NXNE 2012, Day 2 (Jun. 14): Attention is the new currency
One thing we decided to differently this year at NXNE, and the reason we added another day onto our schedule, was to attend some of the interactive sessions.
Unfortunately, we underestimated Toronto traffic again and missed the sessions we wanted to see on Wednesday: "Punk: A Not so Unbiased Take on How it Shaped All Modern Music" (led by Damian Abraham of Fucked Up), and for obvious reasons, "Living in the Map: Adventures in Making Detroit a More User-Friendly City." So the lone session we attended, on Thurs., Jun. 14, was "The Rise of the 'Artistpreneur' and Entertainment Industry 2.0."
We chose that session mostly because D-Sisive was one of the panelists and we wanted to hear what he had to say (and it's always worth listening to D-Sisive). But it turned out that the topic had a lot to say to us, as one of us recently self-published a novel. From the session description:
"The line between amateur and professional artists is blurring and entertainment industry stakeholders are losing control over whose art gains popularity. Unsustainable industry business models have given rise to a new one: the 'artistpreneur.' What's an artistpreneur? It's anyone who sees their creative production from initial concept to a finished, market-ready product. It is the synthesis of art and business; a response to a democratized arts/entertainment industry."
There's been both opinion and vitriol over how bands should get money for their art and who should give it to them. In addition to D-Sisive, the panel featured business entrepreneur Jayson Gaignard, and Matt Fullbrook, of the seven-member band KC Roberts and the Live Revolution. Three different points of view, three different opinions, and three different experiences.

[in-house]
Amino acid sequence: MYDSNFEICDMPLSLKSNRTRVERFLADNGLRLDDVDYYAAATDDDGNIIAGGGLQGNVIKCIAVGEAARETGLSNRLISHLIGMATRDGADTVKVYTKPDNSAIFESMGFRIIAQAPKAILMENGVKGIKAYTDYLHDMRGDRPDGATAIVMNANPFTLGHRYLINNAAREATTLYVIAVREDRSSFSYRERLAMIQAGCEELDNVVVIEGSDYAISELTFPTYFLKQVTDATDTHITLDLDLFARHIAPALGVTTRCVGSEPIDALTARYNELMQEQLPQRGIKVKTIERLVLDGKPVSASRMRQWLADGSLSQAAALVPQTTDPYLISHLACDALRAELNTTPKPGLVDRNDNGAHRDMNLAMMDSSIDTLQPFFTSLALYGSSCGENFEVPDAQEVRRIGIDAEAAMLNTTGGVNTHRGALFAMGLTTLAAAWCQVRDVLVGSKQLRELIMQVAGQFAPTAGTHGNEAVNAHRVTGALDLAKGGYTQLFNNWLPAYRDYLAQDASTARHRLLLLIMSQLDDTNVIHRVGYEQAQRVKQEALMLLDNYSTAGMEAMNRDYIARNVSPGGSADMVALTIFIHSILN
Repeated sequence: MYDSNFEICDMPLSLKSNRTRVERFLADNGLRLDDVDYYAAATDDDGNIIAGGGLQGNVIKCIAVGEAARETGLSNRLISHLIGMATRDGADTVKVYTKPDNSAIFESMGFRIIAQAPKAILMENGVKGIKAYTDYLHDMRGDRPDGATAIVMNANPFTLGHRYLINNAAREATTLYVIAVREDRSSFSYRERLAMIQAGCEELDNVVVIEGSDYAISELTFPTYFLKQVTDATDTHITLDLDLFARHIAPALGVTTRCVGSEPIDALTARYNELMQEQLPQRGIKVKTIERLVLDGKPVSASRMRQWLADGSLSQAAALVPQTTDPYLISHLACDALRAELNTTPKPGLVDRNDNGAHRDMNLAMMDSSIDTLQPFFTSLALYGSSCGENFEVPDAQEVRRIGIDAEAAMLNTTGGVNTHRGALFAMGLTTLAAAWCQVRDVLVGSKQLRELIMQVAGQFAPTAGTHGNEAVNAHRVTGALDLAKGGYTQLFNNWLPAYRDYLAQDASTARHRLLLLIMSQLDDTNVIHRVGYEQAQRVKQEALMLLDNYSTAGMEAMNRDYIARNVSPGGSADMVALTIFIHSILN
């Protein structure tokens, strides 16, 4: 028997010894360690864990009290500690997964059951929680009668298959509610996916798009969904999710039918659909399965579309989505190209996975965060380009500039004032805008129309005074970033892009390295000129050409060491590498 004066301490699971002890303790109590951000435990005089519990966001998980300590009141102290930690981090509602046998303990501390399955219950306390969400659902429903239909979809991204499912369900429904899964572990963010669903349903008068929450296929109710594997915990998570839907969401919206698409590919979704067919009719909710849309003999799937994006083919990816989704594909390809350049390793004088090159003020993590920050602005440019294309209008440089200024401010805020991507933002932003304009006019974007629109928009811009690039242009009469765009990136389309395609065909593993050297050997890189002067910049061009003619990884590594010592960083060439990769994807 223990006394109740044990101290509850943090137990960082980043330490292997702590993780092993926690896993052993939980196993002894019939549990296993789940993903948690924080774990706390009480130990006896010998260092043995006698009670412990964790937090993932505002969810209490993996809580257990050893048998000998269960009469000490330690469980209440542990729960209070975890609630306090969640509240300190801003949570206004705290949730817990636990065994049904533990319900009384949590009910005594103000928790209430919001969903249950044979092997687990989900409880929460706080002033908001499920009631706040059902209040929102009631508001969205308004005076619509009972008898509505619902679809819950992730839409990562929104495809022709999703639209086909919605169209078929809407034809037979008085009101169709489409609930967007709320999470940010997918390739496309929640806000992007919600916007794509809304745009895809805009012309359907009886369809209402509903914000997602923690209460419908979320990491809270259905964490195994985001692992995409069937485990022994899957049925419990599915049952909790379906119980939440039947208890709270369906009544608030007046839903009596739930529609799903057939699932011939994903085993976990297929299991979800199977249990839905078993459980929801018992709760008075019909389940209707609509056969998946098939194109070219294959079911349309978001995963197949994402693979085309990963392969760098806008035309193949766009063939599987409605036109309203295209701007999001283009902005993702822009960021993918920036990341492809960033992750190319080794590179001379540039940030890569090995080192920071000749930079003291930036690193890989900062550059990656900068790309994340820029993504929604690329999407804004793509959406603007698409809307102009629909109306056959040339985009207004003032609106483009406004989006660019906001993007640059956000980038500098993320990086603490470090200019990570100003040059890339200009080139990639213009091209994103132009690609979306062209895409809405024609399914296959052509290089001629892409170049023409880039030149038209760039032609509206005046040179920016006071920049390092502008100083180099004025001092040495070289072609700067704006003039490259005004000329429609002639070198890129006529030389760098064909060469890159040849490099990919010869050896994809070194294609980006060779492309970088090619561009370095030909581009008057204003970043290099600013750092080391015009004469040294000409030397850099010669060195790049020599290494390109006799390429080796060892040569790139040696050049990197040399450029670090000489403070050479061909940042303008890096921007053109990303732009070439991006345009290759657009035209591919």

Gaignard's advice was to take the Tony Robbins approach: "Study like successes and implement that strategy," he advised. D-Sisive was quick to respectfully point out "That model isn't going to work for everyone," referring to instances where mentorship helped pave the way to success, i.e. Justin Bieber and Usher, Dr. Vincent Lam and Margaret Atwood. Fullbrook and his band have embraced DIY, from learning to do tasks themselves (instead of hiring an expert) to doing their own fundraising.
The most interesting discussion centered on giving music away for free. As Gaignard pointed out, "Attention is the new currency." For D-Sisive, free "Wasn't meant to be a strategy," he explained. "I had two retail albums already out. My first free album was Jonestown, and that's when things picked up for me. Free has been my friend." (And Jonestown is still available for free download.) But KC Roberts and the Live Revolution haven't had to go that route; they raised more than $26,000 through an online campaign to fund recording of their last double album.
What shouldn't be free? Some private sector media companies in Canada think CBC Music (which includes our beloved CBC Radio 3) shouldn't be offering free streaming music. Panelists agreed things like t-shirts and shows shouldn't be free. Yet we've been seeing a trend of more free Canadian indie shows in the Detroit/Windsor area.
The business model will keep evolving. Artists may shrink from the comparison, but Gaignard noted early on that artist = brand, art = service. We don't expect dentists or lawyers to provide their service for free, and we shouldn't expect it of artists. Which makes us even more committed to supporting bands however we can, whether it's buying merch, paying cover or promoting them here, so they can keep on making the music we love.
Photos: Russ Gordon/N2D Images